Remote Sensing data are being used in solving various earth related problems by digital image processing in a computer. Detection of the geological linear features contributes significantly towards the understanding of structural scenario of the area. The purpose of this study was to identify lineaments on Alarasah area, Shabwah Province, Southeastern central Yemen, with the aid of Satellite images. Therefore, automated and manual methods were applied to extract lineaments from Satellite images. In general, automated extraction does not work properly to identify the faults or fault zones present in the area, the problem faced is related to the length and the pattern of the faults. For this reason, it has been decided to use the manually extracted lineaments for further analysis. The manual method is believed to extract the lineaments showing similarity with geological lineaments/faults present in the area. The resultant lineament map is tested with the fault map of the area compiled from the literature and geological map. Good relationship was observed between lineaments extracted from Satellite images and the geological structure in the study area. The final lineament map generated for the study area will help to identify potential zonation of hydrocarbon resources.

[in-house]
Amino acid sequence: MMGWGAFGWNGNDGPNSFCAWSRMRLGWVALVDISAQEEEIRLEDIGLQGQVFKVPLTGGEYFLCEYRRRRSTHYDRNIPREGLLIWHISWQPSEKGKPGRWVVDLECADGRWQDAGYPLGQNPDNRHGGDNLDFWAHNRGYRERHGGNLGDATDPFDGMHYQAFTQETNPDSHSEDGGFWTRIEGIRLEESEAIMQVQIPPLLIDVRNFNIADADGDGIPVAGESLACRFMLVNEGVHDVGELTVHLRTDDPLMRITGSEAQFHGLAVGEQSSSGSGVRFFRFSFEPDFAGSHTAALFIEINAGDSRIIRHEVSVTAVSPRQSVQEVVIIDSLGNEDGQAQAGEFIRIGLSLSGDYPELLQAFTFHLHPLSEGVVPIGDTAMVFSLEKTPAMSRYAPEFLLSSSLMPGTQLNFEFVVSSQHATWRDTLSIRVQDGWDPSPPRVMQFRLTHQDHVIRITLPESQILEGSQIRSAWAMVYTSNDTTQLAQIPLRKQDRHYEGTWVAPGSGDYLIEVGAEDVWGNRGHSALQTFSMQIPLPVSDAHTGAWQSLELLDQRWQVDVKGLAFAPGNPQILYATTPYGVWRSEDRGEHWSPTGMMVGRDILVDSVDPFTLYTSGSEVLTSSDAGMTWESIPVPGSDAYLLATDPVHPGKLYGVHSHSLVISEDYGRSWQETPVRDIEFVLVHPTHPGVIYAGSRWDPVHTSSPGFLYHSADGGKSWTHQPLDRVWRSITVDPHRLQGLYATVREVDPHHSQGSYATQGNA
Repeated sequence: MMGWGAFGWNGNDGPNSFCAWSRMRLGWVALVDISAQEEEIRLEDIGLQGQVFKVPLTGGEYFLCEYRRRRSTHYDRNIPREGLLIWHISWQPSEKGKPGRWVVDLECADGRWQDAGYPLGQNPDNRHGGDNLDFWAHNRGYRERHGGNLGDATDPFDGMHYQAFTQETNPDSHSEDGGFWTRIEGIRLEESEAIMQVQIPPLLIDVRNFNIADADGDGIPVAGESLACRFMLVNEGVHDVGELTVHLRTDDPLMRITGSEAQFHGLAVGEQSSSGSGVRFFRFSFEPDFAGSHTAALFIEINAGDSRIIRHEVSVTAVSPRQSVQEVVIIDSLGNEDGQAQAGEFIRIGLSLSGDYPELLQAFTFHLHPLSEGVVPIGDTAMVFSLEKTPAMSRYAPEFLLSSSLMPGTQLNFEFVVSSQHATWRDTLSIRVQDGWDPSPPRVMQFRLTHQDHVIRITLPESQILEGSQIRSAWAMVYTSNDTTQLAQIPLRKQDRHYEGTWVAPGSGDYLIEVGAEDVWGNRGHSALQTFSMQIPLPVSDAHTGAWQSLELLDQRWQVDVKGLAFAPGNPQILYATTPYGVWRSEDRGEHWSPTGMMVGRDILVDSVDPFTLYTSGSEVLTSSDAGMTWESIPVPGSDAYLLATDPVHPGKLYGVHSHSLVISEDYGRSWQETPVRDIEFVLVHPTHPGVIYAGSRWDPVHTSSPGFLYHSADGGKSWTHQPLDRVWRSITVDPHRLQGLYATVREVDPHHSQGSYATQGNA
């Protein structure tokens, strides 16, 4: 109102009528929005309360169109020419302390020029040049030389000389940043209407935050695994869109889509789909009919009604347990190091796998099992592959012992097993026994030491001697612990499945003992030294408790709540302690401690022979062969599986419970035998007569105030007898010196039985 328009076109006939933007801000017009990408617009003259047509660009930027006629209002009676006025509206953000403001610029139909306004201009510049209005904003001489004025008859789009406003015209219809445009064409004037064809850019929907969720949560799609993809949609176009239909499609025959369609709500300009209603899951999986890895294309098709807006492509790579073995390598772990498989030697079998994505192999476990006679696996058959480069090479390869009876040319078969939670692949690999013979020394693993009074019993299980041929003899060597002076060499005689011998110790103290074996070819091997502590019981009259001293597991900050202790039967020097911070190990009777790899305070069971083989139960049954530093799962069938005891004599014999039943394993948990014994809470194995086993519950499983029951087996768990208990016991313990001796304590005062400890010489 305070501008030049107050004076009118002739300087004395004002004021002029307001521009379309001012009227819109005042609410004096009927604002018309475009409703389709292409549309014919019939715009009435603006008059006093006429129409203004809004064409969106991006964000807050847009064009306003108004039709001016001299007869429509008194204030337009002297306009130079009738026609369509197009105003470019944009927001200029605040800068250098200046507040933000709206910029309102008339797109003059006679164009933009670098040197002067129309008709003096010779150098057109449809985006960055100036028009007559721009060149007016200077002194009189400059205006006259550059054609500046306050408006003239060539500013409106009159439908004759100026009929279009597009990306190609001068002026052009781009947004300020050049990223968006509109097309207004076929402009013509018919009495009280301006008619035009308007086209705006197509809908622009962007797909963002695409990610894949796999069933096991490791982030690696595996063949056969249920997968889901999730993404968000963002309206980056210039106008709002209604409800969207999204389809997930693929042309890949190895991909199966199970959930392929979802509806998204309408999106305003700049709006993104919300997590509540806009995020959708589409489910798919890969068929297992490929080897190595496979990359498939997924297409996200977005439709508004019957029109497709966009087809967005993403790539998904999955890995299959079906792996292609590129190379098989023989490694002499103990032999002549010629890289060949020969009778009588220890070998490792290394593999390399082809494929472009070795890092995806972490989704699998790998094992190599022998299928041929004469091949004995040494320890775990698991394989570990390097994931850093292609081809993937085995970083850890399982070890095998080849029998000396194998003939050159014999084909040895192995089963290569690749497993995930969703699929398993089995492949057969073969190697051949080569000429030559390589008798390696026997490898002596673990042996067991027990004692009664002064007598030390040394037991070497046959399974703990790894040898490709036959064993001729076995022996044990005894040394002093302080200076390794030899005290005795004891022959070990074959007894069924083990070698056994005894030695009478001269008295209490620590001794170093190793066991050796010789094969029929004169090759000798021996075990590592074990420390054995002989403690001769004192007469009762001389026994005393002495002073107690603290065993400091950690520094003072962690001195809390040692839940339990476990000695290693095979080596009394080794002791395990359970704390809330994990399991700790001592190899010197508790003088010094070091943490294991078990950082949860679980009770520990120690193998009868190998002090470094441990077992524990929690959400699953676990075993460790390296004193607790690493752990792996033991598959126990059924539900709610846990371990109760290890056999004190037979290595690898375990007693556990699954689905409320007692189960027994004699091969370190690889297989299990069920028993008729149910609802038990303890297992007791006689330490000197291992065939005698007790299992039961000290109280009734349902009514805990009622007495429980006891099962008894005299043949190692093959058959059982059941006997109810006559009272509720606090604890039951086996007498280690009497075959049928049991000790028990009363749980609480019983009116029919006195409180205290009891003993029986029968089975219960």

Agricultural soils of Dagbala-Atte District in Igarra area of southwestern Nigeria were investigated for the distribution pattern and possible pollution of the following ten heavy metals: Ag, As, Cd, Co, Cr, Cu, Hg, Ni, Pb and Zn. The investigation was propelled by the fact that soil pollution by heavy metals has serious health implication on animals and human beings via the food chain involving the consumption of crops/vegetables grown on such soils. Forty nine (49) soil samples were collected from 2x3 uniform grids in the district. The aforementioned ten heavy metals were partially extracted from the soils using modified aqua regia digestion method and analyzed by ICP-MS. The analytical results were used to produce geochemical distribution maps for the elements and were also subjected to univariate statistical analysis to determine the mean concentration of the heavy metals in the district. The degree of pollution of these soils by these heavy metals was evaluated by calculating enrichment factors (EF), pollution load index (PLI) and geo-accumulation index (Igeo). The study revealed that Co, Cr, Cu, Ni, Pb and Zn are widely distributed in the soils of the district while Ag, As and Hg are fairly widely distributed and Cd has restricted distribution. As, Cr, Cu and Hg have their highest concentrations in the northern part, Co and Ni in the southwestern part, Pb in the eastern part and Zn in the southern part of the district. The computation of the EF, PLI and Igeo for the ten heavy metals yielded results that indicate that all the 49 soils sites are practically unpolluted in the district. Therefore the range of concentration values for the different heavy metals in the study area can serve as baseline environmental data against which the degree of pollution of these heavy metals can be evaluated in future.